Cantos, who is Filipino, said he brought his sons to help teach them the continuing fight for civil rights.
"The disability rights movement that I'm a part of, that I dedicate my life to, is actually an extension of the original civil rights movement," said Cantos. "I wanted to do everything I can to school the boys in the ways of the civil rights movement and not just generally but how it effects them personally."
D.C. plumber Jerome Williams, whose family tree includes North Carolina sharecroppers, took the day off work to come with his wife and two kids. "It's a history lesson that they can take with them for the rest of their lives," he said.
It seemed to work. His son Jalen, marking his 17th birthday, said: "I'm learning the history and the stories from my dad. I do appreciate what I do have now."
Performers included Peter Yarrow and Noel Paul Stookey, their voices thinner now than when they performed at the original march as part of the folk trio Peter, Paul and Mary. They sang "Blowin' in the Wind," as the parents of slain black teenager Trayvon Martin joined them on stage and sang along. The third member of the trio, Mary Travers, died in 2009.
The scheduled appearance later Wednesday of Obama was certain to embody the fulfilled dreams of hundreds of thousands who rallied there in 1963. Obama has not often talked publicly about racial issues in the time he has been president. He did, however, talk at some length about the challenges he faced as a young black male as he discussed the case of Martin, the Florida teen-ager killed in a confrontation with neighborhood watch volunteer George Zimmerman.
Also joining the day's events were Lynda Bird Johnson Robb, daughter of Lyndon Johnson, the president who signed the 1964 Civil Rights Act and the 1965 Voting Rights Act, and Rep. John Lewis, D-Ga., a longtime leader in civil rights battles.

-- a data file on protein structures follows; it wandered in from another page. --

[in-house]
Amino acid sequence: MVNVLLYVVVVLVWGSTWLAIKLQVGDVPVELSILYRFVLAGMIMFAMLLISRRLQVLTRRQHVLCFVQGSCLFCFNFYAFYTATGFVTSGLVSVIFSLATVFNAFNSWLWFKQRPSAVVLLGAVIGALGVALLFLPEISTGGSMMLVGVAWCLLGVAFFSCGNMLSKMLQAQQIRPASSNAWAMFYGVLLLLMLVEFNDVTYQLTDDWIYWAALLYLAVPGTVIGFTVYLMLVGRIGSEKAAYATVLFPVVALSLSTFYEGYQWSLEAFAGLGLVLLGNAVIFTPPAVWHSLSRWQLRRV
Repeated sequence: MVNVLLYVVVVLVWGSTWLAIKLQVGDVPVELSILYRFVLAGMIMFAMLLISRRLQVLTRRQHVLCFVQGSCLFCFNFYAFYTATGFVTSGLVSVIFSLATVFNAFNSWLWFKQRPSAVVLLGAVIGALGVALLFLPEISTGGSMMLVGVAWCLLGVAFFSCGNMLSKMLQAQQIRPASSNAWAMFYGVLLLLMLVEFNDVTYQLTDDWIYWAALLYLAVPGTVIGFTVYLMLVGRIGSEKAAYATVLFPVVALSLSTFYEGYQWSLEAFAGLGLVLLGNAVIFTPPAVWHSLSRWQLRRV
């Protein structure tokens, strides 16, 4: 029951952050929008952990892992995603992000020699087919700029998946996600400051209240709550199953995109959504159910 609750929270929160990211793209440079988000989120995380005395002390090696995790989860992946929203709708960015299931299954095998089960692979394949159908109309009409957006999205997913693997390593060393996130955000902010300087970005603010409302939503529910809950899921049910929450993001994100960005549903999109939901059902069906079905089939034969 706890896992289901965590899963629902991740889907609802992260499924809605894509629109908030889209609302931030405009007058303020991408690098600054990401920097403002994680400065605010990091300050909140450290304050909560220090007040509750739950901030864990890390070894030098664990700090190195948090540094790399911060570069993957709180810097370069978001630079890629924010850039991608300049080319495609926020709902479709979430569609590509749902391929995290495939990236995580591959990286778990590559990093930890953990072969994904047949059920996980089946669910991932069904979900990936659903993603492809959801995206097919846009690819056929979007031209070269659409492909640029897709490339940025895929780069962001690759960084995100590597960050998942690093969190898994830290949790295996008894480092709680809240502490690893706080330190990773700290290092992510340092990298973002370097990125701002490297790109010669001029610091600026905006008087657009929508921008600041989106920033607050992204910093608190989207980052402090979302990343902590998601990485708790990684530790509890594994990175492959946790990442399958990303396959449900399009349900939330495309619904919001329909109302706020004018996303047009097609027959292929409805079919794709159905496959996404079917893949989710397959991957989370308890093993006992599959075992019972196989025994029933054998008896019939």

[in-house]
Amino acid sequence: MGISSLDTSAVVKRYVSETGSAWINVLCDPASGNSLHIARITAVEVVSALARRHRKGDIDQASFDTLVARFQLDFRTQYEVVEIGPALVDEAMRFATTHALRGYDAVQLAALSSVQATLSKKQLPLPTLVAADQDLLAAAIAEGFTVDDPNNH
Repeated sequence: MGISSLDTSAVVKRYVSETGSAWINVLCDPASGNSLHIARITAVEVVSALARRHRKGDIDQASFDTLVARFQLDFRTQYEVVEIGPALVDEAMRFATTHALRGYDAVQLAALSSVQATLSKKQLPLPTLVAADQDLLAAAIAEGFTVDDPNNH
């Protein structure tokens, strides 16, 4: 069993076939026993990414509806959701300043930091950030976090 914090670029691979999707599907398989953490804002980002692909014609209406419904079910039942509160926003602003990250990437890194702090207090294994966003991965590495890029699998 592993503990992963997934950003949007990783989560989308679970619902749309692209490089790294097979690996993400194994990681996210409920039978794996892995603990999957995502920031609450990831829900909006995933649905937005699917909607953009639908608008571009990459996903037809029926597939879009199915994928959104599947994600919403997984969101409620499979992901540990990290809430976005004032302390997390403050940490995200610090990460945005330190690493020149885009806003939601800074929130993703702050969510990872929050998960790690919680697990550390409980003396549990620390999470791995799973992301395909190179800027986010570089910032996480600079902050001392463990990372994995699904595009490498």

Obama considers the 1963 march a "seminal event" and part of his generation's "formative memory." A half-century after the march, he said, is a good time to reflect on how far the country has come and how far it still has to go.
In an interview Tuesday on Tom Joyner's radio show, Obama said he imagines that King "would be amazed in many ways about the progress that we've made." He listed advances such as equal rights before the law, an accessible judicial system, thousands of African-American elected officials, African-American CEOs and the doors the civil rights movement opened for Latinos, women and gays.
"I think he would say it was a glorious thing," he said.
But Obama noted that King's speech was also about jobs and justice.
"When it comes to the economy, when it comes to inequality, when it comes to wealth, when it comes to the challenges that inner cities experience, he would say that we have not made as much progress as the civil and social progress that we've made, and that it's not enough just to have a black president, it's not enough just to have a black syndicated radio show host," the president said.
Bush, in a statement, said Obama's presidency is a story that reflects "the promise of America" and "will help us honor the man who inspired millions to redeem that promise." A spokesman said the former president declined to attend because he was recovering from a recent heart procedure.
Associated Press writers Darlene Superville, Brett Zongker and Andrew Miga contributed to this report.